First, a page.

(2024) Rogers & Rufus is a partnership between English entrepreneur Rufus Clevely and Australian Rogers Hill-Smith - you may recognise the Hill-Smith name as owners of Yalumba and its associated brands. The wine was designed as a summery, lunch-time sipper with only 11.5% alcohol, and is made from unirrigated bush-vine Grenache in the Barossa Valley. It's an homage to Provence, though the nose has a little more passion fruit and even nuances of lychee than might be found in the south of France, the palate bright and peachy but shimmering with an elegant, stony acidity that leaves it bone-dry in the finish. A successful rendition of this style. Watch the video for more information and food-matching ideas. A few stockists have it a bit cheaper by the six-bottle case.
(2024) Made with the classic ripasso technique of a second fermentation on the lees of grapes used to make Amarone, it's a typical blend of Corvina, Corvinone and Rondinella. Another 10% is made up of the less familiar Rossignola, Oseleta, Negrara and Dindarella varieties. Pouring a bright ruby red, the nose has cherry and liquorice, with fine herbal nuances in the background. In the mouth the sweetness and richness of the ripasso is evident, more cherry and those dried herb notes, a bite of plum or blueberry acidity and the finish fresh with its quite elegant tannins and plenty of cherry-fresh acidity. A very nice example. Use the wine-searcher link to find other suppliers as there are quite a few. Watch the video for more information.
(2023) From the LVMH stable, this is a wine of serious intent - and pricing, though at time of review Berry Bros price of £36.50 is £10 less than any other retailer I can see. It has partial oak ageing, and that perhaps helps adds a burnished tone to the salmon pink colour, and certainly some delicate pastry notes to otherwise fruity and floral aromas. There's great concentration in this 14% abv pink, with a grapefruit grip and definition to the acidity, but very pleasing, relatively broad and juicy flavours through the mid-palate. A gastronomic rosé in a beautifully stylish package too.
(2023) Fans of the hugely popular Whispering Angel may not even realise that producer, Château d’Esclans, makes a whole range of rosé wines costing up to £100 per bottle. This will set you back a bit more than Whispering Angel, but to that wines dry, red-fruited charm and purity, it adds a mineral intensity. There's also a subtle creamy and full texture, partly from fermentation in French oak, in a wine that is Whispering Angel's older sibling, showing that much more gravitas. A delicious rosé and gastronomic too, eat with salmon prepared however your prefer or creamy mushroom pasta or risotto.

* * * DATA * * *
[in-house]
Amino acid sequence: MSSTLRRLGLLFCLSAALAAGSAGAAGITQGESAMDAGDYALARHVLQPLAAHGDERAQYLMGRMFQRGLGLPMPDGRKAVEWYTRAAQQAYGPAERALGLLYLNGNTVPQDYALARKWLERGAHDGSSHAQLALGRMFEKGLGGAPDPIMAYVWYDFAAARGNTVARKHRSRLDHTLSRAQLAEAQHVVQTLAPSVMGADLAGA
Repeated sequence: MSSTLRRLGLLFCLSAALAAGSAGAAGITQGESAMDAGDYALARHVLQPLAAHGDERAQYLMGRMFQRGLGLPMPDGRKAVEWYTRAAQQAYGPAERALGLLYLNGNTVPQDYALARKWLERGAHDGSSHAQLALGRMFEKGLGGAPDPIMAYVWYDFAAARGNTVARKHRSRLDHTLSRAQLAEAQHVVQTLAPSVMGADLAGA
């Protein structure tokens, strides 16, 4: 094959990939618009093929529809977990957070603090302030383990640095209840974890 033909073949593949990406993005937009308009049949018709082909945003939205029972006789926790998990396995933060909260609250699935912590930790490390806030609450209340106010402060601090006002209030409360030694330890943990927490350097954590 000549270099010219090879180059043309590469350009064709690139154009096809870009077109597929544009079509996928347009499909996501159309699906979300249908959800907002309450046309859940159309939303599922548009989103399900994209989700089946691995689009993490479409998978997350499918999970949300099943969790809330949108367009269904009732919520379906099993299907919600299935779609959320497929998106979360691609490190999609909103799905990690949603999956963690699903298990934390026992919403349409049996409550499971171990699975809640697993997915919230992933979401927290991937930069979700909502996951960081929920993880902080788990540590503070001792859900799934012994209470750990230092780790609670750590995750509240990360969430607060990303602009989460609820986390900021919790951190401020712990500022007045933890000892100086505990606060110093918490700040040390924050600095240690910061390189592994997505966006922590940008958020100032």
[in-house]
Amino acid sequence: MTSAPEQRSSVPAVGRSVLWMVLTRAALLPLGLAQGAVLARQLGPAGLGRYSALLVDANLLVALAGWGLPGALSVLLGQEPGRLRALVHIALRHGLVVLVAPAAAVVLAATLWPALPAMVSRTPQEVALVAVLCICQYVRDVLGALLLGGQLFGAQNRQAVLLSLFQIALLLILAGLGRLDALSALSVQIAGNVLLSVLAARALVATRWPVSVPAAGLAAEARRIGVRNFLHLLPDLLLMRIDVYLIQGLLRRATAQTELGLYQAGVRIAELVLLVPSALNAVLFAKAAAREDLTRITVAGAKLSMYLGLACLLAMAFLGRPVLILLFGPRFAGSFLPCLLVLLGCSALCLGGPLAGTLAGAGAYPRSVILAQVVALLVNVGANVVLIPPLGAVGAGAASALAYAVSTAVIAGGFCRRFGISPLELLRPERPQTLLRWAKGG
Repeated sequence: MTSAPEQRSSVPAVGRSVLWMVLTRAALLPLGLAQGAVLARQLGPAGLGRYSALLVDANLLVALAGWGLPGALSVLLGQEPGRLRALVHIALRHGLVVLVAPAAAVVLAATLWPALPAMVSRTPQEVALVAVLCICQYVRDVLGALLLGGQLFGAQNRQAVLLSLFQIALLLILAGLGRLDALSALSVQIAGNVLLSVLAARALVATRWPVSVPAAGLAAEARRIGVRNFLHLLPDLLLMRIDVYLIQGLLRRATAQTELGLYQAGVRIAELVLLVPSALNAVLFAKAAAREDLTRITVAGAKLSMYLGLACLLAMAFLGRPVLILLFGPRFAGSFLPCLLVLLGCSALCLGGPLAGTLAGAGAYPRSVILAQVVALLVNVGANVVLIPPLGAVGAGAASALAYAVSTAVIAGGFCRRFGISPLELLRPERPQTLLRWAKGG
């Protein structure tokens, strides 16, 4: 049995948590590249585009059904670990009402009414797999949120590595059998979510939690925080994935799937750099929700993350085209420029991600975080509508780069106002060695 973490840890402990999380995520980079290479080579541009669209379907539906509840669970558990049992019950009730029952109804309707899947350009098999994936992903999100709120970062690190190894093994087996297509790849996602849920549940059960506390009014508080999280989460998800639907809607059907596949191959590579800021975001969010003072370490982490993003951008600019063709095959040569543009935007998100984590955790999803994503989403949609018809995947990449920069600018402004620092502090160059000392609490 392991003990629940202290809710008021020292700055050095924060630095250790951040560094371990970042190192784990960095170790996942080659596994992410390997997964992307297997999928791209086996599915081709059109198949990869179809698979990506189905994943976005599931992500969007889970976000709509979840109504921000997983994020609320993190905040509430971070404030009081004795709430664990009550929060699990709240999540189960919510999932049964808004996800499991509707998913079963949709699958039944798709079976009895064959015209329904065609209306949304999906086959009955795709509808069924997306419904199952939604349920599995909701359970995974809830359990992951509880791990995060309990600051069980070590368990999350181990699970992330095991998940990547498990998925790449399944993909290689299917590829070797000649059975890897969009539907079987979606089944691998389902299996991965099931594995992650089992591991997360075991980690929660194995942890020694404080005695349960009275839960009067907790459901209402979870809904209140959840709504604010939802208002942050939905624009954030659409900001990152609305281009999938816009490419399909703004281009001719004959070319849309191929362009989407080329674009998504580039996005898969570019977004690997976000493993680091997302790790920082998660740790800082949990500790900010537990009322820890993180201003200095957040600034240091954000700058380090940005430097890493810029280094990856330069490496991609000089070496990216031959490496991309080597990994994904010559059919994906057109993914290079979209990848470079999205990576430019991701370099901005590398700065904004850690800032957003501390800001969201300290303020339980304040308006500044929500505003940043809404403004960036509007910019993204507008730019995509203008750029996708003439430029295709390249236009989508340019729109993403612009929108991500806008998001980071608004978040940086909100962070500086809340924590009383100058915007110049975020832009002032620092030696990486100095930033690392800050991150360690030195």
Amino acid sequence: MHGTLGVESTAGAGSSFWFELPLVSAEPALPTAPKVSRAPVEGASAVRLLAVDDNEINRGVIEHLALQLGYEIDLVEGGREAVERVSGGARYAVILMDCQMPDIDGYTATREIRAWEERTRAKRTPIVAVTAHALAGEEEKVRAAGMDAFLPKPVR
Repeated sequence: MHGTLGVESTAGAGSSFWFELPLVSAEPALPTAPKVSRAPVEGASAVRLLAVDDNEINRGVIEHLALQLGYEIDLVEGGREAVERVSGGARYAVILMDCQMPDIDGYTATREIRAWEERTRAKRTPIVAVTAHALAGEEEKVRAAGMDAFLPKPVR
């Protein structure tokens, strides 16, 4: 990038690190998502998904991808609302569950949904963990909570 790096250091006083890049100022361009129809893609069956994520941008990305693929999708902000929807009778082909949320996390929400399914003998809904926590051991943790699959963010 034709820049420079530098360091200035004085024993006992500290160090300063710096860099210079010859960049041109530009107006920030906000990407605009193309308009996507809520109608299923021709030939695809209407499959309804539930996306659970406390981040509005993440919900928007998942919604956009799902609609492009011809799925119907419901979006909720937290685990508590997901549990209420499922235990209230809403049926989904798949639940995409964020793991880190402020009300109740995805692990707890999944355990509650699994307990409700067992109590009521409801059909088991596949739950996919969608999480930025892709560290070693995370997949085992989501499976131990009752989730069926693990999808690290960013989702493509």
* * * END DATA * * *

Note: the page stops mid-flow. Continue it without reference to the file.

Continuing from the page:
(2023) A blend of Grenache, Syrah, Mourvèdre and Cinsault, this is organic certified. Pale to medium colour, and a relatively fruity and robust style, herbs and spices around lightly smoky, peach and citrus. In the mouth a nip of tannin backs up that impression of being a little more grippy and powerful, acids balancing the finish. Potentially quite a nice food wine with spicy chorizo dishes perhaps.
(2023) From Württemberg in the south of the country, a blend of the local speciality grape of Italian/German heritage called Trollinger, and Lemberger, a synonym of Blaufränkisch. It is made in a very fashionably pale style, and aromatically it is gentle and perfumed, a little floral, red apple and redcurrant fruit. In the mouth a touch of sugar gives this softness and easy approachability, but I like the fact that the freshness and sense of precision and delicacy is maintained into a crisp, lemon zest finish. No UK retail stockists listed at time of review.
(2023) A lees-aged Muscadet from the Côtes de Grandlieu sub-region, rather than the possibly more familiar Sèvre-et-Maine. There's a faint tinge of bronze to the colour here, the wine exhibiting an apple freshness with a hint of something nutty too. In the mouth there's a touch of sweetness - hard to say if that is residual sugar, but the effect is to make the wine feel as if it just lacks a little of Muscadet's tang and ozoney freshness.
(2023) Quite a deep pink colour here, and a fruity rather than mineral style. Nice berry fruits, the palate showing a redcurrant firmess with touches of rhubarb. Dry and racy finish. Price quoted is for the 2022 vintage at time of review.
(2023) A pale rosé from high-altitude vineyards in Trentino’s Alto Adige which had around 6-8 hours of skin contact to produce a wine with a pink-copper hue. Tutti-Frutti confectionery nose, cherry and lipstick, plus a little lime. The palate has lime and peach in abundance, really quite a full fruitiness here, quite different from the almost austere character of some Provence rosés, a little spice and bitter orange in the finish too. A bit different and well done. £9.00 Club Card price.
(2023) Like it's 'big brother', the Garrus cuvée, this is where rosé gets serious, for me having more in common with quality white Burgundy than generic pinks. From a very careful selection of grapes, only the free run juice is vinified in 600-litre oak barrels for a full 11 months, with lees stirring twice weekly. Indeed, that's a winemaking recipe that would be familiar for white Burgundy too. Certainly, that sheen of almond and oatmeal is luxurious and subtle in this very pale wine, the fruit only hinting a small, intense red berries while lemon joins the picture. On the palate it is generous and creamy, but the sweet intensity of the fruit powers through. There is a little nip of tannin, but the concentration of fruit and acidity is what drives the long, dry, gastronomic finish. This and Garrus really are a different take on rosé.